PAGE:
The project involves the careful insertion of a platform lift into the Keble College Dining Hall. The lift allows the occupant to rise up into the main body of the Hall arriving adjacent to the entry doors from the ground floor.
The original buildings at Keble College were designed by William Butterfield between 1868 and 1882. All of the buildings have a Grade 1 listing and are wonderfully intact. The first floor Dining Hall is the centre of the college community, so providing equal access ensures that all visitors to the building can appreciate and experience the wonderful venue.
The project required, first, detailed and protracted negotiation with Historic England and the Local Authority. Second, it required intricate detailing with specialist craftspeople who coordinated the lift code requirements with the constraints of the existing building fabric.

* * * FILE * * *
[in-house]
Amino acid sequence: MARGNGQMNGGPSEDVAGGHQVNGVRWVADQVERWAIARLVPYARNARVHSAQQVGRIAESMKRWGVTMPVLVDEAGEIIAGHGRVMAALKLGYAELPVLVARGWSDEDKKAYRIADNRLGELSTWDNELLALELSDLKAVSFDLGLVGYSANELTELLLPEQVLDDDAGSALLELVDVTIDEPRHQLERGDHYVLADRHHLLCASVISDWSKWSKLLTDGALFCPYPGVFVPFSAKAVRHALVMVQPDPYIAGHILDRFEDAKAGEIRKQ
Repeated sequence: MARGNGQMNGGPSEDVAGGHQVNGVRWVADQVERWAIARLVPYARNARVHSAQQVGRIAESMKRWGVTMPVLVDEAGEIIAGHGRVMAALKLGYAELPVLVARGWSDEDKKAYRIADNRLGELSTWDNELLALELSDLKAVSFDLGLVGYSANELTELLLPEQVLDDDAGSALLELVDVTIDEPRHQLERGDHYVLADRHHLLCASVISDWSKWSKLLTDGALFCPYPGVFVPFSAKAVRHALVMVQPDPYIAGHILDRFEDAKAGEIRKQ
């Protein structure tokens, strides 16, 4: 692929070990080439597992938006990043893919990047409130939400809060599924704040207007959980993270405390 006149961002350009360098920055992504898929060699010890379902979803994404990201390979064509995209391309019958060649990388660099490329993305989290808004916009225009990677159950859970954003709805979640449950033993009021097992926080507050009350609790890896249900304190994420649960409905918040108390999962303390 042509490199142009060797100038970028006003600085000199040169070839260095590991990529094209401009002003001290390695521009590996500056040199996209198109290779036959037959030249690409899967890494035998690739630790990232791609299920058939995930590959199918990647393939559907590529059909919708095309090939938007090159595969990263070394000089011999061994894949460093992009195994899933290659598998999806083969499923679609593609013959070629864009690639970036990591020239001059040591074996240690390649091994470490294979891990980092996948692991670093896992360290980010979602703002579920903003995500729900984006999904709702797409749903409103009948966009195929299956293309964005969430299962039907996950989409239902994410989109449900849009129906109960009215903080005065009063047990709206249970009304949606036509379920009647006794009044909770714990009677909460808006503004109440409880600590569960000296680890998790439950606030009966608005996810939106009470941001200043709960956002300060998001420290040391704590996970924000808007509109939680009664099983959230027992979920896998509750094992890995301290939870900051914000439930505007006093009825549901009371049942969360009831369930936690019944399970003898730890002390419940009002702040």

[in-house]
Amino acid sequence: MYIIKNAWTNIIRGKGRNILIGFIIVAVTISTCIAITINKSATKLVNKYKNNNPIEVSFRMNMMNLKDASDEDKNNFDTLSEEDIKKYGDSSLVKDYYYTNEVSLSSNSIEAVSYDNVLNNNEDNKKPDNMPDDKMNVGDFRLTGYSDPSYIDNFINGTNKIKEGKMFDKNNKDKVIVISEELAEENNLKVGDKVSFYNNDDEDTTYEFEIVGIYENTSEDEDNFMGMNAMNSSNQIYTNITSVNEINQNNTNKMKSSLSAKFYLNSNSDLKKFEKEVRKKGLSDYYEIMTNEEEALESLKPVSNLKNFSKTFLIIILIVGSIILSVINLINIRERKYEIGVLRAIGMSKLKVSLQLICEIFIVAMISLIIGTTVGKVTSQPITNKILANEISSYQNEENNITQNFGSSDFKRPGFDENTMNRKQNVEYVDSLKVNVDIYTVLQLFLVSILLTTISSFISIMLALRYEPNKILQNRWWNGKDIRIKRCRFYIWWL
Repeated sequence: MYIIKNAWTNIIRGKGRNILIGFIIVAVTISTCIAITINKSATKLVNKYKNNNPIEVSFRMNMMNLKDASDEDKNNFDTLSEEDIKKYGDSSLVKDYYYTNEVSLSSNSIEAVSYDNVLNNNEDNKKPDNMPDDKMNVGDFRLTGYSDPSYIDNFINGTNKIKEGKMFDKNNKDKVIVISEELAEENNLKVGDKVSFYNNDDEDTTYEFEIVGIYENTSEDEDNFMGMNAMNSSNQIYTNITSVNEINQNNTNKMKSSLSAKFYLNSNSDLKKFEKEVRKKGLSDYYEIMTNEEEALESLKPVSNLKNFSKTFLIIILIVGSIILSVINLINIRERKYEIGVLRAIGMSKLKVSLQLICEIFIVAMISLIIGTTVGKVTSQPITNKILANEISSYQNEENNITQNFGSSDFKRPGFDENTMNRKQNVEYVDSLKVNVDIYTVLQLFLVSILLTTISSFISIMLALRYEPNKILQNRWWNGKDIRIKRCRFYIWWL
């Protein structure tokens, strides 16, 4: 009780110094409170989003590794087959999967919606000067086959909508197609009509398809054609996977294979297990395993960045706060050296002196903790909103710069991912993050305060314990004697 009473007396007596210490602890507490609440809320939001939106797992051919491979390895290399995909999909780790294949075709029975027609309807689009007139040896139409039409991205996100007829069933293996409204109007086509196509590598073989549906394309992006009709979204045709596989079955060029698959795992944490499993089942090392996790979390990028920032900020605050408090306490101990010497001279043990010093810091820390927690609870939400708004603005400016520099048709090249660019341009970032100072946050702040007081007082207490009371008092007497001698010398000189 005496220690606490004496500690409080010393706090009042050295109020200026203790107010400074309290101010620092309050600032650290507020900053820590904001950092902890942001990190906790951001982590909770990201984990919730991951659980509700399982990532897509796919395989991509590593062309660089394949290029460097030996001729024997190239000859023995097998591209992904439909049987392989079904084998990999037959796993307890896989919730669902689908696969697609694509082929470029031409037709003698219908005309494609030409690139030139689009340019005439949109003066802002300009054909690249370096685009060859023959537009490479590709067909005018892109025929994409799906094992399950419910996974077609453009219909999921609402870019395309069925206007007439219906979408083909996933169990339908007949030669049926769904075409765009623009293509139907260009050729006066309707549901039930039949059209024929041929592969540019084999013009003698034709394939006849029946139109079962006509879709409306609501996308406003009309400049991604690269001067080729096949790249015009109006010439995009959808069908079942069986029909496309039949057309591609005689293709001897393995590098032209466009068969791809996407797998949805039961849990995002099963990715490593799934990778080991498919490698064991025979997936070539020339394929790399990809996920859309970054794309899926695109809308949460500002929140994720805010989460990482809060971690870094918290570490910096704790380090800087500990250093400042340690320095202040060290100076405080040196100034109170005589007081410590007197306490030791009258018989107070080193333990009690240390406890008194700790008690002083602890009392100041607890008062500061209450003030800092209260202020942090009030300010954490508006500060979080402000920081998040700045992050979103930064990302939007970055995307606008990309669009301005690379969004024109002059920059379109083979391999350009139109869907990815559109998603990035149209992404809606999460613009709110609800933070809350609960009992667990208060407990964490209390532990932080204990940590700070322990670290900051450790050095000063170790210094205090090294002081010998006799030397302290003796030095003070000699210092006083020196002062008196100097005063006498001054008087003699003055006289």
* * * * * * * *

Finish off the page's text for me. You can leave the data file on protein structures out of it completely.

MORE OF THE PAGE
Butterfield was an innovative and versatile designer of furniture and fittings. In accordance with his design philosophy, the lift was designed as a piece of furniture rather than a fixture to the building. This helped lessen the visual impact of the lift insertion but also illustrated its reversibility and to allow separation between what is original and what is new. Detailing carefully references the timber and metalwork altar rails, furniture, and screens located elsewhere in Keble College.
The platform is located to sit precisely within an encaustic tiled inset leaving the stone border and timber section under the adjacent table intact. The tiled floor becomes the platform that moves down a sheer shaft to the ground floor below. All that remains visible at the level of the Dining Hall is the wrought iron railing to the life shaft.
While having a profound impact on the accessibility and functionality of the Dining Hall, the platform lift quietly asserts itself as an intervention befitting of its context.
The lift received the Small Projects Award in the Oxford Preservation Trust Awards 2018.